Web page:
November 30, 2022

Breakingviews: HSBC’s $10 bln Canada sale is ad for bank breakups

by Breakingviews.

HSBC’s Canada sale is both pleasing and puzzling for investors in the $122 billion British lender. Chief Executive Noel Quinn has extracted an eye-watering valuation from Royal Bank of Canada, which is planning to axe the lion’s share of the business’s expenses. But if that’s even remotely plausible, the obvious question if whether the global retail megabank model makes sense at all.

RBC is paying $10 billion for HSBC Canada, or three times its Sept. 30 tangible book value. The country’s six major banks on average trade at 1.8 times the same measure of net asset value, based on consensus data for the end of October provided by Visible Alpha. At first glance, then, RBC boss Dave McKay appears to be overpaying. RBC reckons HSBC Canada will generate a little under $700 million of earnings on a standalone basis in 2024, implying a measly 7% return on investment.

But that misses one of key selling points from RBC’s perspective – giant cost cuts. McKay is penciling in savings equivalent to 55% of the target’s operating expenses. Factor that in, and RBC thinks HSBC Canada’s annualised earnings would near $1.1 billion, implying a healthy 11% return on investment for the buyer. They don’t appear to be flaky, finger-in-the-air estimates. RBC thinks it can achieve more than 95% of the savings within two years of closing the deal. Its share price was roughly flat after the deal’s announcement on Tuesday, suggesting investors at least don’t think McKay has taken leave of his senses.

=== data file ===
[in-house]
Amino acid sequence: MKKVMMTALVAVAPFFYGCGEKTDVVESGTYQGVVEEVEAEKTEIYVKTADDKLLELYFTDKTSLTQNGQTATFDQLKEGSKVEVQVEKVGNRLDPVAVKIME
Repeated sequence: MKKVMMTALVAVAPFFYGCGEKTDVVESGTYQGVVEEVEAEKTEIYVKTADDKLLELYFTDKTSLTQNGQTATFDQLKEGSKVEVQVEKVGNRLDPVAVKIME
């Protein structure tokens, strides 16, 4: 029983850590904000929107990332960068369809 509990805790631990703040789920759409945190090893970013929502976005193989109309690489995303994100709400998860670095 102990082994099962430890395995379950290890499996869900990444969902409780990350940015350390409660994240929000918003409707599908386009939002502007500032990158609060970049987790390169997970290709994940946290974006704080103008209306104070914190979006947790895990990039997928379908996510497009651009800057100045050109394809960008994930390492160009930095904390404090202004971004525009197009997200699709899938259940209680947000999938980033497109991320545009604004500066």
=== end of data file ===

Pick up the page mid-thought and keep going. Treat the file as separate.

HSBC investors, understandably, love the deal. Quinn expects it to boost his common equity Tier 1 capital by a chunky 1.3 percentage points when it closes in 2024, opening up the possibility of a multibillion-dollar special dividend or share buyback. Antitrust authorities are one risk, but the combined market share of assets doesn’t seem too high. HSBC Canada and RBC have 2% and 21% respectively, according to people familiar with the matter.

The bigger question for Quinn is how it’s possible to remove over half of the expenses at one of his businesses within a couple of years. Either HSBC Canada is a particularly inefficient, or large local lenders are simply much better owners of middling retail banks. The discounted valuation of groups with a global sprawl – like Citigroup, HSBC, Standard Chartered, and Banco Santander – suggest investors believe the latter. In that case, they’re apt to wonder why Quinn doesn’t go further, for example by selling the Mexican retail business. HSBC Canada is a great coup for Quinn, but also makes the case for an ongoing breakup.

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